If you are planning to tour Europe, you should consider the Friuli-Venezia Giuli region of northeastern Italy, bordering on Austria and Slovenia. For simplicity’s sake we abbreviate the region’s full name to Friuli. This lovely region may be an ideal vacation spot. You can get classic Italian food and other specialties, and wash it all down with fine local wine. While Friuli is by no means undiscovered by tourists you usually won’t be fighting crowds to see what you want. Like most regions of Italy, it has belonged to many nations over the years. The region remains multicultural, an exceptional mixture of Italian, Austrian, and Slavic influences. This article explores Trieste, Friuli’s capital. A companion article examines several other attractions in this beautiful region.
Trieste, with a population of about two hundred thousand, is the region’s largest city. Trieste was definitely part and parcel of Mittleleuropa (Central Europe) as the major port of the Austro-Hungarian Empire. Trieste only joined Italy in 1954. One can easily imagine that with such a unique history Trieste is quite a unique place to visit. It is.
As soon as you arrive in Trieste you’ll notice its ubiquitous coffee houses. Among the best known is the Antico Caffe San Marco. As befits its internationality, Trieste is home to a variety of historic religious buildings representing many faiths. The Serbian-Orthodox church of the Holy Trinity and Saint Spyridion, which was built in the mid-Nineteenth Century shows a strong Byzantine influence. Go inside for a look at its beautiful frescoes and icons. The Israelite Temple of Trieste, just over a century old, is Italy’s largest synagogue. The Trieste Cathedral dedicated to the city’s patron saint, San Guisto (Saint Justus) who was martyred at the beginning of the Fourth Century, was initially built in the Sixth Century on Roman ruins. It is adjacent to a castle of the same name. Walk on its ramparts for an excellent view of the city and its surroundings. There is no shortage of other churches and museums to visit.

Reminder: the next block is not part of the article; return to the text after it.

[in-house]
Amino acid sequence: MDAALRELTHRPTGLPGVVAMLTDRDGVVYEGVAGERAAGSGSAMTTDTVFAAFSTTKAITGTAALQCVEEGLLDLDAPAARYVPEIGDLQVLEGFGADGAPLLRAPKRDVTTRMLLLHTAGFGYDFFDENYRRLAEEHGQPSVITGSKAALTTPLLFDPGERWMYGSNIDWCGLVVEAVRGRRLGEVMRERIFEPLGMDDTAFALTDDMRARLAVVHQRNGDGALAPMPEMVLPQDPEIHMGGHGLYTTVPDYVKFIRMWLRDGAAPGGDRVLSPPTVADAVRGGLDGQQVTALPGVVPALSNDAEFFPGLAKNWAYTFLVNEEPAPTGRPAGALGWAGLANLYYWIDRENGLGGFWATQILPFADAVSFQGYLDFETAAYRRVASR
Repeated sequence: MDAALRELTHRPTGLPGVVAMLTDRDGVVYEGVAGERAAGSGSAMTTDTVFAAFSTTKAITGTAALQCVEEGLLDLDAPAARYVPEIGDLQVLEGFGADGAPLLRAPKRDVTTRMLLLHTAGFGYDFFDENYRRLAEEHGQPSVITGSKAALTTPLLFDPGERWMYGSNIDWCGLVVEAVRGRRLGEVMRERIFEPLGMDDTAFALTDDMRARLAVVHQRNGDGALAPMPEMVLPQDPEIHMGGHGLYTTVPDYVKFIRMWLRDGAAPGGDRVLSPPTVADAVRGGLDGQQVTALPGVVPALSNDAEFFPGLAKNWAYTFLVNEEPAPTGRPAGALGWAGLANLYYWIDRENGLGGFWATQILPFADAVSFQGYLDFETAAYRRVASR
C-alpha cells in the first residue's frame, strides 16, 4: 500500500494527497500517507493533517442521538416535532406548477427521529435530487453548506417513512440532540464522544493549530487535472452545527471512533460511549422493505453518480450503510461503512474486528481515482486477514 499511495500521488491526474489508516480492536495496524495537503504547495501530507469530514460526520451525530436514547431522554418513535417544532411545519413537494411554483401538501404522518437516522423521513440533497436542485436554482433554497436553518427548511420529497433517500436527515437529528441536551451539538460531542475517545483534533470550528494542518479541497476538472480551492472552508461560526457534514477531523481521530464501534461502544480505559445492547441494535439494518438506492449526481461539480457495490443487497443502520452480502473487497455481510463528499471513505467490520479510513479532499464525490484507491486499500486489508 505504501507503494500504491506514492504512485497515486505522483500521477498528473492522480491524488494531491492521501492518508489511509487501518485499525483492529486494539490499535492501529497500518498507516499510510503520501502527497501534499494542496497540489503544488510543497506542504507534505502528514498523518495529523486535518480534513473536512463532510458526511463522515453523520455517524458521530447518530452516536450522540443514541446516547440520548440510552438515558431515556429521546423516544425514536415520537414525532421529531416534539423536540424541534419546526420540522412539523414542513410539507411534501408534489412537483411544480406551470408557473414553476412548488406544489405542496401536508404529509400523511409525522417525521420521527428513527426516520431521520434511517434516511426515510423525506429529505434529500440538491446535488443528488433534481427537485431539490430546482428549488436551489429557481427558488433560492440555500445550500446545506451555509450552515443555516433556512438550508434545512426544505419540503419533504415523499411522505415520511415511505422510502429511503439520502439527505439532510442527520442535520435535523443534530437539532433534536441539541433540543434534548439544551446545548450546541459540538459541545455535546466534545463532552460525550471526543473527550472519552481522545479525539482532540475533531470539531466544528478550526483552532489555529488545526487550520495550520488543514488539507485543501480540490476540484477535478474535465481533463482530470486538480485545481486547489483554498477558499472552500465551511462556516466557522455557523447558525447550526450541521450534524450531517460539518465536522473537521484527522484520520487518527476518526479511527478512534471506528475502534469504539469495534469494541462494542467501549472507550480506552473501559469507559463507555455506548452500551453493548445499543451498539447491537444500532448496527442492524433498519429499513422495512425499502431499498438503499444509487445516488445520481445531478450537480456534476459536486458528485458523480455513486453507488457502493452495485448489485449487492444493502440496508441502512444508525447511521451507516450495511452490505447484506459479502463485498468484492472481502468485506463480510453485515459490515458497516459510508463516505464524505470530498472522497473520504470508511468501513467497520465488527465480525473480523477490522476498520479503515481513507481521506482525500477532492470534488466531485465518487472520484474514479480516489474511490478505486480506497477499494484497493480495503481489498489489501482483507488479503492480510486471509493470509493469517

The Gratta Gigante (Giant Cave) located some 9 miles (15 kilometers) north of Trieste is the biggest tourist cave in the world. Its main room is over 160 feet (100 meters) high, almost three times as long, and about 100 feet (65 meters) wide. It’s large enough to contain Saint Peter’s Cathedral in Rome, the largest religious building in the world.
What about food? Trieste cuisine is definitely international. Its foreign influences include Hungary for meat and fish goulash, Austria for coffee and a wide variety of pastries, Yugoslavia for grilled meat, and Germany for wurst and sauerkraut. There are many local Italian specialties such as potato, bread and plum gnocchi (dumplings), pasticcio and crespelle (filled pasta envelopes), potato and spinach rolls. And you will want to check out the fine Friuli wines.
ABOUT THE AUTHOR
Levi Reiss has authored or co-authored ten books on computers and the Internet, but to be honest, he would rather just drink fine French or other wine, accompanied by the right foods. He teaches classes in computers at an Ontario French-language community college. His major wine website is http://www.theworldwidewine.com which links to his other web sites.
Where to stay in Trieste
Hotels, B&Bs, condo hotels and apartments are available for reservation here.